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  News From the National Science Foundation
The National Science Foundation (NSF) — For more information about NSF and its programs, visit www.nsf.gov

NSF Funded News

Key: Meeting M      Journal J      Funder F

Showing releases 451-475 out of 934.

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Public Release: 6-Apr-2016
Nature
Duke study uncovers genetic elements that drive regeneration
Salamanders and fish possess genes that can enable healing of damaged tissue and even regrowth of missing limbs. The key to regeneration lies not only in the genes, but in the DNA sequences that regulate expression of those genes in response to an injury. Duke researchers have discovered regulatory sequences that they call 'tissue regeneration enhancer elements' or TREEs, which can turn on genes in injury sites.
American Heart Association, National Institutes of Health, National Science Foundation, Howard Hughes Medical Institute

Contact: Karl Bates
karl.bates@duke.edu
919-681-8054
Duke University

Public Release: 6-Apr-2016
UGA Skidaway Institute starts study on dynamic Cape Hatteras waters
Sometimes called the 'graveyard of the Atlantic' because of the large number of shipwrecks there, the waters off Cape Hatteras on the North Carolina coast are some of the least understood on US's eastern seaboard. University of Georgia Skidaway Institute of Oceanography scientist Dana Savidge is leading a team, which includes UGA Skidaway Institute scientist Catherine Edwards, to investigate the dynamic forces that characterize those waters.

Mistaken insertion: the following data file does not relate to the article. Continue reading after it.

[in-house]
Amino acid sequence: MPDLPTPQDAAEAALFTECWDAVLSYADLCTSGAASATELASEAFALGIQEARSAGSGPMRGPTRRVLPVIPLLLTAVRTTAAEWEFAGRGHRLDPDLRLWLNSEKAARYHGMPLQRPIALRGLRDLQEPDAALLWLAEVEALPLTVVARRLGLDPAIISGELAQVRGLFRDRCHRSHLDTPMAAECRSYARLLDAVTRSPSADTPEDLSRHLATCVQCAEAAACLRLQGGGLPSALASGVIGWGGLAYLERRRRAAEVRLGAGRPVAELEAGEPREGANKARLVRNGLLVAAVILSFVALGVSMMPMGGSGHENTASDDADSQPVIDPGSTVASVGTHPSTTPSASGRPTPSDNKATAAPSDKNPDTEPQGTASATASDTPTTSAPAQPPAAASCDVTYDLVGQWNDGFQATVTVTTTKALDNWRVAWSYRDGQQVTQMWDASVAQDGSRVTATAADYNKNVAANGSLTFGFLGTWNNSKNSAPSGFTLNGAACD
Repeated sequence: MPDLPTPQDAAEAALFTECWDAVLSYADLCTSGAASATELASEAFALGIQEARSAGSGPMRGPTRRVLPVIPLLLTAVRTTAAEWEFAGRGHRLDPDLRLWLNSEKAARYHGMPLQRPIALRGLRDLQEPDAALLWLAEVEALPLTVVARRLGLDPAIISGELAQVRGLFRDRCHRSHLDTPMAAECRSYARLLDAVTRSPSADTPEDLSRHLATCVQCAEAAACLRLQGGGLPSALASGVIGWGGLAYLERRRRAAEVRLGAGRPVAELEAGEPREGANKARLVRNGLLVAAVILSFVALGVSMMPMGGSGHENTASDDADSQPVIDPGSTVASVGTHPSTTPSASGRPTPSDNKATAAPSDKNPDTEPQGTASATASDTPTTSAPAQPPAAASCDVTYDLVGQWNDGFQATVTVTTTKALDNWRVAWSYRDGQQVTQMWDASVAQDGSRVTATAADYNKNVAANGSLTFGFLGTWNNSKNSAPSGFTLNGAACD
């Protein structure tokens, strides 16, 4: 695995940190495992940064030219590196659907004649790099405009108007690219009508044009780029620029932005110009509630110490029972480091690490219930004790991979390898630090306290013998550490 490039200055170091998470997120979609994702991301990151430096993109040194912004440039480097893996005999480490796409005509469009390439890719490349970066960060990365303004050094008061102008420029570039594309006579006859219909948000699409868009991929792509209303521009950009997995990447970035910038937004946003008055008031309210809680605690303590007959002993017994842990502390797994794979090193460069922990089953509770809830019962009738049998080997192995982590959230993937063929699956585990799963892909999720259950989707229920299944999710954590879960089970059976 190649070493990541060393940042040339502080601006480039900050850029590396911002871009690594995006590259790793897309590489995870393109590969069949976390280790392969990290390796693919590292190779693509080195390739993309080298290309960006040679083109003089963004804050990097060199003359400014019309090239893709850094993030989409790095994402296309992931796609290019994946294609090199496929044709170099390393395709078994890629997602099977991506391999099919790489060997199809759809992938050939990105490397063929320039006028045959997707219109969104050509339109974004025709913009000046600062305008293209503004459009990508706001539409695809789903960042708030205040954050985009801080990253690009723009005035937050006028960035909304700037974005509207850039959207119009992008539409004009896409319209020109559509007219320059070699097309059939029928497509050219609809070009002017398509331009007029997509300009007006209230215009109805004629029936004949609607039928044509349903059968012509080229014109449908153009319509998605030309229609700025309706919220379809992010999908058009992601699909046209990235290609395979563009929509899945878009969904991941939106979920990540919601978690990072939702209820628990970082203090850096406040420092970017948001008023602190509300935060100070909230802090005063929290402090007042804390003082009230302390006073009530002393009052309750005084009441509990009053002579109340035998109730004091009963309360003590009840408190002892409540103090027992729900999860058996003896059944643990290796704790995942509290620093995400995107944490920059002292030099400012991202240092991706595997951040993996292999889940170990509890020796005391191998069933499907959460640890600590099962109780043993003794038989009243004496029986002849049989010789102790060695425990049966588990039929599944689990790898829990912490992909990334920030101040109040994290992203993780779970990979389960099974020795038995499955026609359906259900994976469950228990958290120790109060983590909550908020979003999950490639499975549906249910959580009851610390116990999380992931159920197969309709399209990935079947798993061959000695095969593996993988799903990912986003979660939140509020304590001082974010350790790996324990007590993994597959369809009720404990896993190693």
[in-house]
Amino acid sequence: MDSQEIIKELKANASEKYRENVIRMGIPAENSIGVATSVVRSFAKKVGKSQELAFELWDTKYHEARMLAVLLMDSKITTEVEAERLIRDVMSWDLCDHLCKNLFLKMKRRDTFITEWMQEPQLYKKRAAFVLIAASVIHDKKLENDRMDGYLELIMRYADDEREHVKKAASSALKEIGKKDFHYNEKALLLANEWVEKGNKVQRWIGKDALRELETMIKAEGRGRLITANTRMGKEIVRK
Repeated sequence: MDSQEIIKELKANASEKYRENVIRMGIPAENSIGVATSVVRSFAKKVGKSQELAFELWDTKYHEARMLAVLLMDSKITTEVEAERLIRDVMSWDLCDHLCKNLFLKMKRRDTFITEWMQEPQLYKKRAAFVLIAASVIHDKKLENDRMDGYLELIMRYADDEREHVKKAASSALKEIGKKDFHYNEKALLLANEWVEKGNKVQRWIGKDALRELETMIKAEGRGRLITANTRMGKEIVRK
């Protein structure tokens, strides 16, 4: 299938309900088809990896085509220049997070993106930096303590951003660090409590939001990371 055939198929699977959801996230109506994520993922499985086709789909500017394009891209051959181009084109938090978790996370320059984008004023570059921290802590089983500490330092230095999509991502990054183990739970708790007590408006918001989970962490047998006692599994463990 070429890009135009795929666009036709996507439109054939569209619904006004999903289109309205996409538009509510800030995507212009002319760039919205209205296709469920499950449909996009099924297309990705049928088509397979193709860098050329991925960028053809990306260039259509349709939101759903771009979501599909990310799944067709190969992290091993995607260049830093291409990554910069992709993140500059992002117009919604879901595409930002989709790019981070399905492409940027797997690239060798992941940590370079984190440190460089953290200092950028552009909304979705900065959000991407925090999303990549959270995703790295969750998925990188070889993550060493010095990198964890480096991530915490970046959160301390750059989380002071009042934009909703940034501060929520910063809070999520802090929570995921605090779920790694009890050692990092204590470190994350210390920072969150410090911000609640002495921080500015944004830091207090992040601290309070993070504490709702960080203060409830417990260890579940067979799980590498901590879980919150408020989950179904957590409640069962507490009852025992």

National Science Foundation

Contact: Mike Sullivan
mike.sullivan@skio.uga.edu
912-598-2325
University of Georgia

Public Release: 6-Apr-2016
ACS Central Science
Stanford scientists improve perovskite solar-cell absorbers by giving them a squeeze
Solar cells made of perovskites have shown great promise in recent years. Now Stanford University scientists have found that applying pressure can change the properties of these inexpensive materials and how they respond to light.
National Science Foundation, US Department of Energy, Stanford Global Climate & Energy Project, Stanford Interdisciplinary Graduate Fellowship Program

Contact: Mark Shwartz
mshwartz@stanford.edu
650-723-9296
Stanford University

Public Release: 6-Apr-2016
Natural history museum professionals, biodiversity scientists identify needs